Difference From Mean (N)
Mean Force (N)
Difference From Mean (%)
Mean Force (N)
FIGURE 6. Bland-Altman plots of repeatability for trials using the same condition (same sensor and computer).
The y-axis indicates the difference between measured load and mean for that condition (shown on the x-axis), with
(A) differences in Newtons and (B) in percentages. Dashed lines indicate the 95% repeatability coefficients.
Therefore, bare FSRs may be useful when
pressure is the parameter of interest (eg,
assessment of pressure pain thresholds or
palpation of soft tissue, swelling, tenderness, or surface anatomy). For FSRs to
measure force, pressure must be evenly
distributed over the sensor area, using
pucks, such as the washers and bumpers
used in the current device.13
The device described in this paper
minimizes the complexity, cost, and
difficulty of use at some expense of accuracy and range. Though the device is
configured for a specific purpose, discussions with colleagues have raised a
number of applications for which simi-
lar devices might be used. These range
from assessing forces applied through
partial–weight-bearing casts to teaching postural drainage for premature infants. The relatively slow response time
of FSRs does not significantly affect their
accuracy at loading rates commonly used
in mobilization (less than 2 Hz), but
could result in underestimation of force
during more rapid techniques, such as
high-velocity thrusts. Hall et al6 provide
an in-depth description of more complex
configuration, calibration, and preparation procedures used for FSRs to maximize dynamic range and accuracy. There
are a variety of configurations between
those used in this study and those described by Hall et al3 that can be adapted
for specific applications. Some configurations include using (1) a range of sensors
to assess forces from tenths to hundreds
of Newtons or applied over larger areas,
(2) electronic circuitry to improve the
linearity and range of response, (3) more
sophisticated analogue-to-digital converters for simultaneously monitoring
multiple channels or to achieve greater
resolution and faster sampling rates, and
(4) wireless interfaces.
Positive feedback has been received
on the device from both staff and students of undergraduate and postgraduate programs, as well as students after
short continuing-education courses. Using the sensors to measure applied forces
before and after 2 continuing-education
courses, therapists reduced the average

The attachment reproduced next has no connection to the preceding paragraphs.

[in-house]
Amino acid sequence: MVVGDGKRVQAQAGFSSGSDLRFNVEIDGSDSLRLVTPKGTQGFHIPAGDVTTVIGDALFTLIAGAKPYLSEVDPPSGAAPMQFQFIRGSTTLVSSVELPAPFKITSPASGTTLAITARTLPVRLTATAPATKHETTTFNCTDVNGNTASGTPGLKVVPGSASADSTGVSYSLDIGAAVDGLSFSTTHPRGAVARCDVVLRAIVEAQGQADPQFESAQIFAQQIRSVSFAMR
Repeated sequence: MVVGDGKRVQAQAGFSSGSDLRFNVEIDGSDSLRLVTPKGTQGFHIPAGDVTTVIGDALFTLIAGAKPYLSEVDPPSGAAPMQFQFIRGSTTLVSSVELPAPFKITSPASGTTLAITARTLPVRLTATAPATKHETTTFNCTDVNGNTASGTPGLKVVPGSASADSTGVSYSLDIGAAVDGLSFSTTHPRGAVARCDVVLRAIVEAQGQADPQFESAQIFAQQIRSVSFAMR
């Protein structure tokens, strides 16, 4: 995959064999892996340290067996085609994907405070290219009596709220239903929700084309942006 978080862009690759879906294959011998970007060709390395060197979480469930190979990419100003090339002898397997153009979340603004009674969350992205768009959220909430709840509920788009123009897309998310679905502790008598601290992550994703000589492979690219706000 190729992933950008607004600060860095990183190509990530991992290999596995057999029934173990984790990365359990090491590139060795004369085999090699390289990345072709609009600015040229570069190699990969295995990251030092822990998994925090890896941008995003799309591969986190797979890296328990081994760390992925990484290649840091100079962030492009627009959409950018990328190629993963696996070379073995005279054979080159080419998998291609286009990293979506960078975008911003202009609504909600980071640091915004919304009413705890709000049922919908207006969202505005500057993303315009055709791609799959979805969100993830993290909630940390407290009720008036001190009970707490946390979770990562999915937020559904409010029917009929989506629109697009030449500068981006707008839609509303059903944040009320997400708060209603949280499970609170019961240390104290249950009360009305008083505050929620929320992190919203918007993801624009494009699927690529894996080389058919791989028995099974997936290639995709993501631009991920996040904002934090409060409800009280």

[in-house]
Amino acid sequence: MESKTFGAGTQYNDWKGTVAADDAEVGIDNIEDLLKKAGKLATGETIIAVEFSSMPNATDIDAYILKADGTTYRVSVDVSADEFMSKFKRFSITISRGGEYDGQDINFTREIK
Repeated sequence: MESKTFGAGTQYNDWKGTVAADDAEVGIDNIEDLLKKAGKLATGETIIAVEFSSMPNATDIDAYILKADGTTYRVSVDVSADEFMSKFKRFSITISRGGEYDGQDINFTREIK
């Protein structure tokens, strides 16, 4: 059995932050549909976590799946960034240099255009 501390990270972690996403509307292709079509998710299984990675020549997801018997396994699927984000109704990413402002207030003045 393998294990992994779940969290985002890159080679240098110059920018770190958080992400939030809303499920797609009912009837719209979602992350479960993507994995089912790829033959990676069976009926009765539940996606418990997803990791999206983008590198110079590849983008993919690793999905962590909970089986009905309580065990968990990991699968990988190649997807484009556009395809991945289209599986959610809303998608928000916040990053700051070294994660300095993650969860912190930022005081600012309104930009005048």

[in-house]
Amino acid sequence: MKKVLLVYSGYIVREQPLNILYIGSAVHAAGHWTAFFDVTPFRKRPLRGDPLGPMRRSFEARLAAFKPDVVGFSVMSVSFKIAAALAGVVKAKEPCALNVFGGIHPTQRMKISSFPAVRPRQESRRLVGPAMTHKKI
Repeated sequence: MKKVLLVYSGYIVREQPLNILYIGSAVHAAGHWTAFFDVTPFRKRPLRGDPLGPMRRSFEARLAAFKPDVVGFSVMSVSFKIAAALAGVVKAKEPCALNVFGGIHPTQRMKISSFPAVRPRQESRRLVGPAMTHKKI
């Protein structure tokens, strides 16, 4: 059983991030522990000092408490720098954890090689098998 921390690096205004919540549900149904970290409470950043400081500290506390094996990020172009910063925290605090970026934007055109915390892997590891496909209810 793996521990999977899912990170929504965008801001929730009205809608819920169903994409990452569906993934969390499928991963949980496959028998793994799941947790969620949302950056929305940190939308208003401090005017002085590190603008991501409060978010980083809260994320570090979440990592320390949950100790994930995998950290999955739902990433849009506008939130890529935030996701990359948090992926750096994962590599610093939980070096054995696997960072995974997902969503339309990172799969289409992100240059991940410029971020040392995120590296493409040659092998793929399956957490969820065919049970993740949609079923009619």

force they applied during motion palpation by approximately 50%. Preliminary
feedback from clinical educators, postgraduate students, and undergraduate
students is that the device has been valuable in assisting students to more accurately modulate forces applied during
assessment and treatment techniques.
There is further research needed to determine the effectiveness of this device in
assisting students to produce consistent
forces and in maintaining force application skills over a period of months. We
are also investigating the repeatability of
assessing pressure pain thresholds using
the device, as well as variations of the device using bare FSR sensors and/or more
sophisticated electronic interfaces.
his technical note describes a
simple, low-cost device that fulfils
the design criteria for providing
feedback while teaching physical therapy
students to perform manual techniques
on the cervical spine. The device met each
of its design criteria, as it was simple to
use and calibrate, cost less than $30 US
dollars, enabled a variety of techniques
to be performed in a clinically relevant
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manner, provided both real-time and archived feedback on force magnitude, and
was constructed from readily available
materials without specialist skills. It is
anticipated that this and similar devices
may be useful across a variety of applications, in addition to teaching manual
therapy skills. t
1. C
hang JY, Chang GL, Chien CJ, Chung KC,
Hsu AT. Effectiveness of two forms of feedback
on training of a joint mobilization skill by using a joint translation simulator. Phys Ther.
2. Chiradejnant A, Maher CG, Latimer J. Development of an instrumented couch to measure
forces during manual physiotherapy treatment.
Man Ther. 2001;6:229-234. http://dx.doi.
3. Hall RS, Desmoulin GT, Milner TE. A technique
for conditioning and calibrating force-sensing